"The people I read about in the history books and the people I met in the hills of Kentucky and West Virginia had important stories to tell and I wanted to find a way to pass them on." John Sayles, "Thinking in Pictures; The Making of the Movie Matewan."
Plus: hear Sayles interviewed on WPFW's Your Rights At Work.
The Struggle For Justice: Labor At The National Portrait Gallery (LaborFest Art): Tue, May 16, 1pm – 2pm
Matewan (With Director John Sayles) (LaborFest Film): Tue, May 16, 7pm – 10pm
Coming Up Tomorrow
Iron Workers History Tour (LaborFest Art/History): Wed, May 17, 12:00pm – 1:30pm
Love Songs From Liberation Wars (LaborFest Music): Wed, May 17, 5pm – 8pm
Click below for details
Tue, May 16, 1pm – 2pm
National Portrait Gallery, 8th St NW & F St NW, Washington, DC 20001 (map)
FREE; several spaces have just opened up; RSVP online here
“The Struggle for Justice” tour showcases the determined men and women, from key nineteenth-century historical figures to contemporary leaders, who struggled to achieve civil rights for disenfranchised or marginalized groups. The hour-long tour features more than forty photographs, paintings, posters, buttons and sculptures, includes portraits of civil rights leaders Frederick Douglass, Thurgood Marshall and Martin Luther King, Jr.; women’s-rights advocates Carrie Chapman Catt and Betty Friedan; Native American activist Leonard Crow Dog; cultural icons Jackie Robinson and singer Marian Anderson; United Farm Workers organizer César Chávez; LGBT rights leader Sylvia Rivera; and Special Olympics founder Eunice Kennedy Shriver.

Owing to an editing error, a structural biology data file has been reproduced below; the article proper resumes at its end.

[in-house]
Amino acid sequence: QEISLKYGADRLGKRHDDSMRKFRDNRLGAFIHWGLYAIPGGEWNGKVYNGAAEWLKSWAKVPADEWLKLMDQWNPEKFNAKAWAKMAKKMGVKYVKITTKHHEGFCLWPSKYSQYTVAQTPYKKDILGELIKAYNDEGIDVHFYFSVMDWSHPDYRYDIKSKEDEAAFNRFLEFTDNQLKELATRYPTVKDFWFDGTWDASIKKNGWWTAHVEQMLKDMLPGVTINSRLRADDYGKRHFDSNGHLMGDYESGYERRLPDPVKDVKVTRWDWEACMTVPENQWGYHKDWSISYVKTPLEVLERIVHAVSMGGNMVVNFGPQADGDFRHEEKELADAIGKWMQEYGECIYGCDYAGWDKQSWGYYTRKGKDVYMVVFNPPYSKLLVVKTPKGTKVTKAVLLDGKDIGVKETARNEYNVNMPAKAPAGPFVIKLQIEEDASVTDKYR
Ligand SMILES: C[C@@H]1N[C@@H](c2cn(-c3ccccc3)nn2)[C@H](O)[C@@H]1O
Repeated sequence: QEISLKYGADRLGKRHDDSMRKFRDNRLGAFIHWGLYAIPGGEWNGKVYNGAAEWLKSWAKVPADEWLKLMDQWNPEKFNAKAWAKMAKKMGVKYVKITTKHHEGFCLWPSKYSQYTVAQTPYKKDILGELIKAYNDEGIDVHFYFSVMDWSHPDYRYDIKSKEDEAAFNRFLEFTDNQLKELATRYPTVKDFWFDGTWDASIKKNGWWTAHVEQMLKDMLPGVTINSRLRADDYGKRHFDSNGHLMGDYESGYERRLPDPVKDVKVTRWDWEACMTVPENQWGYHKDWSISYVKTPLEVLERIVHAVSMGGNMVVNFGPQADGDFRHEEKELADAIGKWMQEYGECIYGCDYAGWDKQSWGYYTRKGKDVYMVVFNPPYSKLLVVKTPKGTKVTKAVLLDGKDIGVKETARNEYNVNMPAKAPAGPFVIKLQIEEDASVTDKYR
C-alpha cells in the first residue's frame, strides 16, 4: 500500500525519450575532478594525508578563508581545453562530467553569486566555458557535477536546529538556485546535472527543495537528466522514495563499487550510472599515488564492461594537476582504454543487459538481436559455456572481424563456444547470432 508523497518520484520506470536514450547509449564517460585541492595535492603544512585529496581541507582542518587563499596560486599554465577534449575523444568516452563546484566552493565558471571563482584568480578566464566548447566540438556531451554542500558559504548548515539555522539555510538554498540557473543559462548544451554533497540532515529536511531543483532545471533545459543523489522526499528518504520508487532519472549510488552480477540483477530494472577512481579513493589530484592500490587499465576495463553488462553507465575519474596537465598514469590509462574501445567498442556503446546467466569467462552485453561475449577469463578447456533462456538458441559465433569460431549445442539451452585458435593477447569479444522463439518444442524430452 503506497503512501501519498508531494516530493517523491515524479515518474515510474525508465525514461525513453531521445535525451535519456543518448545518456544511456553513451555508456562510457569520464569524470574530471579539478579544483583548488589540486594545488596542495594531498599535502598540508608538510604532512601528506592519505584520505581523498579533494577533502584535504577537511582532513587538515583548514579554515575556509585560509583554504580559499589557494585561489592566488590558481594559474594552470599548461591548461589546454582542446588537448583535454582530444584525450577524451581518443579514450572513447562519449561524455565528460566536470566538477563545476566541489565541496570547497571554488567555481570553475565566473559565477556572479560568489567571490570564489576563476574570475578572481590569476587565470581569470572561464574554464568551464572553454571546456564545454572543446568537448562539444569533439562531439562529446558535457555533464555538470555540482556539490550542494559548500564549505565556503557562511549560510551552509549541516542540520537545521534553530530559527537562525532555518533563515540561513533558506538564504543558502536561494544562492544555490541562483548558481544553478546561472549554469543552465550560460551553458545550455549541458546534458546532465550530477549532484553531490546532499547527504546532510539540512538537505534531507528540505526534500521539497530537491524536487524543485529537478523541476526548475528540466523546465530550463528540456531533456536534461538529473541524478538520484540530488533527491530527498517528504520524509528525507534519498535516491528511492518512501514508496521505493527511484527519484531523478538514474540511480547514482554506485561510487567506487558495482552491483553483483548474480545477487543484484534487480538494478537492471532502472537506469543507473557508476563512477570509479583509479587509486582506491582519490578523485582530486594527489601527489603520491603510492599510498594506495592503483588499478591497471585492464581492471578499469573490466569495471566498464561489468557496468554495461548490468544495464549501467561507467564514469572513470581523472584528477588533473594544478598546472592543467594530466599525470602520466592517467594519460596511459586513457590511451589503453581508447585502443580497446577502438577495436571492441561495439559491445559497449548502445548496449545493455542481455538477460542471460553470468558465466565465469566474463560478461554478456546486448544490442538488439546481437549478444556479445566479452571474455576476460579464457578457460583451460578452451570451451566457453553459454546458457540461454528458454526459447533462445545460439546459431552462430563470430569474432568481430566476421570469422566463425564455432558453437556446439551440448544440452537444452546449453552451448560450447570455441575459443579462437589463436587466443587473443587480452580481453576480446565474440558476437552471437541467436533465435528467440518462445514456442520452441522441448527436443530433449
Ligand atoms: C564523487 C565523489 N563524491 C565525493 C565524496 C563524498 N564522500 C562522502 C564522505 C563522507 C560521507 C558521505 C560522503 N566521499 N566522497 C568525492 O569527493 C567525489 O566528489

Matewan (With Director John Sayles) (LaborFest Film)
Tue, May 16, 7pm – 10pm
AFI Silver Theatre and Cultural Center, 8633 Colesville Road, Silver Spring, MD 20910
Hosted by NNU; For tickets visit here or hit "reply" for free passes
With Chris Cooper, James Earl Jones. Based on the 1920 showdown between coal miners determined to form a union and coal company agents hired to prevent them, this is one of the classic films about American labor. Trying to unite the miners, organizer Joe Kenehan explains, “They got you fightin’ white against colored, native against foreign, hollow against hollow, when you know there ain’t but two sides in this world — them that work and them that don’t. You work, they don’t. That’s all you got to know about the enemy.” Seeing an original 35mm print of Haskell Wexler’s cinematography on the big screen is an experience not to be missed. (Rochester Labor Film Series)
John Sayles, US, 1987, 135 min., 35mm